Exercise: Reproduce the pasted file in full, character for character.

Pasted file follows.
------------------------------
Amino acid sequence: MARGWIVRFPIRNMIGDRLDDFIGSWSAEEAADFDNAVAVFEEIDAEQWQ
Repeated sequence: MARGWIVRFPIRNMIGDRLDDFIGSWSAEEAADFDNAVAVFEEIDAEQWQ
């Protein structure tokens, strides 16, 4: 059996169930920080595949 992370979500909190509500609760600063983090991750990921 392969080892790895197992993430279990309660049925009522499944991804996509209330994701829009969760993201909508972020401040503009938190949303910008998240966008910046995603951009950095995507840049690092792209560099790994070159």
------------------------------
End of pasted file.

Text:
Amino acid sequence: MARGWIVRFPIRNMIGDRLDDFIGSWSAEEAADFDNAVAVFEEIDAEQWQ
Repeated sequence: MARGWIVRFPIRNMIGDRLDDFIGSWSAEEAADFDNAVAVFEEIDAEQWQ
């Protein structure tokens, strides 16, 4: 059996169930920080595949 992370979500909190509500609760600063983090991750990921 392969080892790895197992993430279990309660049925009522499944991804996509209330994701829009969760993201909508972020401040503009938190949303910008998240966008910046995603951009950095995507840049690092792209560099790994070159």